While embarking on an exercise programme can seem daunting for anyone, that may ring particularly true for people with arthritis. If you’re living with fatigue, pain and stiffness, you may be scared that physical activity will exacerbate your symptoms or damage your joints.
However, establishing an appropriate exercise routine is actually one of the best things you can do. It can help you manage your pain better, boost your energy levels, lessen fatigue and improve psychological well-being. On top of this, it can help you achieve and maintain a healthy weight, putting less strain on your joints.
Of course, it is important to be selective about which forms of exercise are right for you. In Patient’s recent survey of 281 healthcare professionals, doctors were more likely to recommend low-impact activities for arthritis than more vigorous forms of exercise.
The leading activity was yoga and Pilates (recommended by 64% of doctors) followed by bowls and pétanque (recommended by 50%) and swimming/snorkelling/diving (49%). At the other end of the spectrum, the least recommended sports were skateboarding (6%), hockey (5%) and rugby (4%).
Stretch and strength
“Those with arthritis can benefit from a combination of gentle stretching, strengthening and aerobic exercise. Examples of suitable aerobic exercise are walking, swimming and cycling. Other low-impact activities, such as doing the housework or some gardening, can also count as aerobic exercise,” says Wendy Davies, from the information team at Arthritis Care.
She adds that those with rheumatoid arthritis, for instance, should be encouraged to incorporate aerobic and resistance/strengthening exercises into their routine care. This can help to reverse cachexia (loss of muscle mass) and improve muscle function without making the condition worse.
However, if you haven’t exercised for a while, it’s important to start slowly and gradually build up how much physical activity you do. It’s crucial never to force a painful joint, and to stop immediately any time an exercise gives you a sharp pain.
“Many high-impact, contact sports are unsuitable for those with arthritis, particularly ones that entail jerky movements,” says Wendy Davies. “Therefore, it’s no surprise that skateboarding, hockey and rugby were the least recommended sports.”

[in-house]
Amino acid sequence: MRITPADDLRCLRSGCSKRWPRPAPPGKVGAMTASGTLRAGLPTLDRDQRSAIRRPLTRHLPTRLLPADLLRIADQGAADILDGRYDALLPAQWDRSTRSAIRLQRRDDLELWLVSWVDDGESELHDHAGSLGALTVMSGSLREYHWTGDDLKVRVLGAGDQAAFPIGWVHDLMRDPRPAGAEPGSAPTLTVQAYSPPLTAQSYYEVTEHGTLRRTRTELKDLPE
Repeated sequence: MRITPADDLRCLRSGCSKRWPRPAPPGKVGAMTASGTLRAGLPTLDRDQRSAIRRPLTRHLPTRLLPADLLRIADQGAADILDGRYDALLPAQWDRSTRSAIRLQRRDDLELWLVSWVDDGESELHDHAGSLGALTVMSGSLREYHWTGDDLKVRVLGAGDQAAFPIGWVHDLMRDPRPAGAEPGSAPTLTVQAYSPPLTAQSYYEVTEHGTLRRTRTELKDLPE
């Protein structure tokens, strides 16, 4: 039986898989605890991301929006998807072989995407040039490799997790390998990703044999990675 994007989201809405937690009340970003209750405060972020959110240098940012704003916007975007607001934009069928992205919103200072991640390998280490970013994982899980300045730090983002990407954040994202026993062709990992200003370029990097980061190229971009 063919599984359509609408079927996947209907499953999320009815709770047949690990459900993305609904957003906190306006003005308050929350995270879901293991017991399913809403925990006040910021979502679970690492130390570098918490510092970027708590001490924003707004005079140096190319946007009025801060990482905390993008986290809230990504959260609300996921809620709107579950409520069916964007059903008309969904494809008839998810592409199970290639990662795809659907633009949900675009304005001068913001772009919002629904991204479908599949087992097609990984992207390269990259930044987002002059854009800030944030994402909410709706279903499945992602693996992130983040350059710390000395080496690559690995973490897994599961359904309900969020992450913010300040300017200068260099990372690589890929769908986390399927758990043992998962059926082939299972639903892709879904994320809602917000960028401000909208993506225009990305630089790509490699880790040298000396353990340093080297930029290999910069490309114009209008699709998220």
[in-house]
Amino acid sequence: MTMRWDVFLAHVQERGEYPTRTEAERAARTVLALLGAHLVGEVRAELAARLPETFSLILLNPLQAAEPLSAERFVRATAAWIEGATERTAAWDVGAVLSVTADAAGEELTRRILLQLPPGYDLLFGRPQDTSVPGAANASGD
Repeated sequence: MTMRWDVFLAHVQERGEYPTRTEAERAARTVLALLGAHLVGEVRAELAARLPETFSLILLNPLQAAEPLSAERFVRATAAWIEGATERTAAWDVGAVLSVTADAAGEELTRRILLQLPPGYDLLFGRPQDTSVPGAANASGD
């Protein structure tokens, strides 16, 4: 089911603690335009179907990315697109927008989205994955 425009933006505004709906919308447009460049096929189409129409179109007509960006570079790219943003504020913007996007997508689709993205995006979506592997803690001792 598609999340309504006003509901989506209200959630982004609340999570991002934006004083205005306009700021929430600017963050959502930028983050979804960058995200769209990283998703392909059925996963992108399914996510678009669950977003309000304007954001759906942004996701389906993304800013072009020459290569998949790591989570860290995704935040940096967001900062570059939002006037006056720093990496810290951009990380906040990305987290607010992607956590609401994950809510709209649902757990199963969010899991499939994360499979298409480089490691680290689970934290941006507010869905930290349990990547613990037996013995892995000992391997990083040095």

Yoga and Pilates, which topped the poll, are highly suitable for many people with arthritis – not only are they low-impact and gentle, but they help to strengthen muscles, which support the joints. It’s important to find a teacher who understands arthritis and can adapt the movements or poses for individual needs. Check with your doctor or physiotherapist first to find out if there are any particular movements to avoid.
“Pilates is great for arthritis because it doesn’t put any stress or strain on your joints – they are not forced into awkward positions,” says Lynne Robinson, founder and director of Body Control Pilates and author of The Pilates Bible and Pilates for Life. “Instead we teach you how to align your joints before you start and then you keep this good alignment while you perform the exercises. Gently, and with control, you mobilise your joints helping improve range of motion. Many teachers also have government-accredited certificates in teaching older clients, which would include tailoring the movements for common conditions such as arthritis and Parkinson’s.”
Wendy Davies adds that it is no surprise to see so many doctors recommending bowls/pétanque and swimming.
“These are also ideal for many people with arthritis, being low-impact activities,” she says. “Aqua aerobics can also benefit those with various types of arthritis; the advantage of doing an aerobics class in water is that, unlike on land, there is significantly less stress on joints. If swimming, avoid breaststroke if you have arthritis in your hips or knees, as it can strain them.”
Another useful precaution is to check that venues, and their facilities, are accessible, and to inform instructors that you have arthritis first. Although it’s crucial to work within your limits, doing some form of exercise on a regular basis can make a huge difference to your quality of life.
This article appears on Patient UK